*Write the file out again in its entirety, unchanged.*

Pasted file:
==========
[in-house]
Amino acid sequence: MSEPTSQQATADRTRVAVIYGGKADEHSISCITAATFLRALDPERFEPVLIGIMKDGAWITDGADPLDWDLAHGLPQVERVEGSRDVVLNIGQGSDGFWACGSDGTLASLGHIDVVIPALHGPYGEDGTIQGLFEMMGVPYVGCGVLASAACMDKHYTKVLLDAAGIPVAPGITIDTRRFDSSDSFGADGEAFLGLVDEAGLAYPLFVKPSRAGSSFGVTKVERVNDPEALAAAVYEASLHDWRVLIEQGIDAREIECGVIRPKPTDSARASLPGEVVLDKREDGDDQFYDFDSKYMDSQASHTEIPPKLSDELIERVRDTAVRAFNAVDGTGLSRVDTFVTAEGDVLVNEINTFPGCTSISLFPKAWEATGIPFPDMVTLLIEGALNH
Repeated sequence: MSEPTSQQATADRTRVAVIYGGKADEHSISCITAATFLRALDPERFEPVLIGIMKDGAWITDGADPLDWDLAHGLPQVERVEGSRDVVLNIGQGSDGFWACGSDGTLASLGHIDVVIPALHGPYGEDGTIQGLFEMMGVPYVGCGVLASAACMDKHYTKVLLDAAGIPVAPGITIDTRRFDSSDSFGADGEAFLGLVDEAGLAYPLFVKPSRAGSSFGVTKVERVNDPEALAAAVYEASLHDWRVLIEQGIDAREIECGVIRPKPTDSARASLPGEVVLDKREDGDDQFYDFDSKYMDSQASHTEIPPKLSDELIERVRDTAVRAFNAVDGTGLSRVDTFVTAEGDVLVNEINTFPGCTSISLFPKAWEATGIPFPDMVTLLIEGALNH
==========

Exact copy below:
[in-house]
Amino acid sequence: MSEPTSQQATADRTRVAVIYGGKADEHSISCITAATFLRALDPERFEPVLIGIMKDGAWITDGADPLDWDLAHGLPQVERVEGSRDVVLNIGQGSDGFWACGSDGTLASLGHIDVVIPALHGPYGEDGTIQGLFEMMGVPYVGCGVLASAACMDKHYTKVLLDAAGIPVAPGITIDTRRFDSSDSFGADGEAFLGLVDEAGLAYPLFVKPSRAGSSFGVTKVERVNDPEALAAAVYEASLHDWRVLIEQGIDAREIECGVIRPKPTDSARASLPGEVVLDKREDGDDQFYDFDSKYMDSQASHTEIPPKLSDELIERVRDTAVRAFNAVDGTGLSRVDTFVTAEGDVLVNEINTFPGCTSISLFPKAWEATGIPFPDMVTLLIEGALNH
Repeated sequence: MSEPTSQQATADRTRVAVIYGGKADEHSISCITAATFLRALDPERFEPVLIGIMKDGAWITDGADPLDWDLAHGLPQVERVEGSRDVVLNIGQGSDGFWACGSDGTLASLGHIDVVIPALHGPYGEDGTIQGLFEMMGVPYVGCGVLASAACMDKHYTKVLLDAAGIPVAPGITIDTRRFDSSDSFGADGEAFLGLVDEAGLAYPLFVKPSRAGSSFGVTKVERVNDPEALAAAVYEASLHDWRVLIEQGIDAREIECGVIRPKPTDSARASLPGEVVLDKREDGDDQFYDFDSKYMDSQASHTEIPPKLSDELIERVRDTAVRAFNAVDGTGLSRVDTFVTAEGDVLVNEINTFPGCTSISLFPKAWEATGIPFPDMVTLLIEGALNH